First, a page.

During my hike, perseverance took the form of walking in an air cast from Caledonia State Park to Kent, CT; hiking 22 miles in non-stop rain; walking through a week long heat wave that coincided with a massive gnat hatching; peeking at a map only to realize I was headed due east/west/south; and waking to find food bags frozen (again).  It also meant bearing simple indignities, such as inevitably peeing on myself and flicking slugs from the inside of trail runners in the morning.


My bum left leg.

2. Assume the best in others rather than the worst

Prior to the Trail, I had never hitchhiked and the idea of asking anyone for help made me cringe.  Hiking reinforced the old adage, “It takes a village.”  While attempting our first hitch, my hiking partner and I nervously paced the shoulder.  In my mind, I weighed the ridiculous cost of a cab against the many ways I would likely be murdered, before finally (sheepishly) putting my thumb up.  From the back of a red pickup, tucked between trash bags, tires, and a rusty saw, we whizzed back toward the trail grinning like fools.  The kind soul who picked us up refused our gas money, asking simply for a trail tale in return.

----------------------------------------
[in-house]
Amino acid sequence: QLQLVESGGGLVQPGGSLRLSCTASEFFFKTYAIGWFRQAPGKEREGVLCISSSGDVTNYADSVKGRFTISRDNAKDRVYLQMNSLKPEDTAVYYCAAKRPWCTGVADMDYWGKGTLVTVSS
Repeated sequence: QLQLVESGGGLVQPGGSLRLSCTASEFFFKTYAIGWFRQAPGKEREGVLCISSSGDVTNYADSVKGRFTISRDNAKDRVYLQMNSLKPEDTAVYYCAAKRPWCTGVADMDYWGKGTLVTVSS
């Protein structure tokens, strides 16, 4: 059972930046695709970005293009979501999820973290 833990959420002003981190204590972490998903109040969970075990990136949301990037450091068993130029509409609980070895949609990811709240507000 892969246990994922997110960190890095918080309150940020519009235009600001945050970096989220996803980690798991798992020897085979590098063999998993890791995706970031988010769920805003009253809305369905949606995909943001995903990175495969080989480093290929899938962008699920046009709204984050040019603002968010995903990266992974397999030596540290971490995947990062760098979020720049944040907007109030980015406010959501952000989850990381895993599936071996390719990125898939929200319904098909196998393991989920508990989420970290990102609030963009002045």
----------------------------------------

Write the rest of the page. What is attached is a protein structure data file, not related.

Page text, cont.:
I still miss riding in the back of pickup trucks.

I still miss riding in the back of pickup trucks.

Six months on the trail crumbled the resistance and defenses I’d spent a lifetime creating.  Acts of kindness were the norm, not the exception, and I slowly shook the notion that such acts indebted me to someone else.  Take what you need; give what you can.  To the man who once passed me on a back road, put his truck in reverse to stop beside me, unrolled his window, and held out an offering of three clementines and a smile – thank you.  I haven’t forgotten.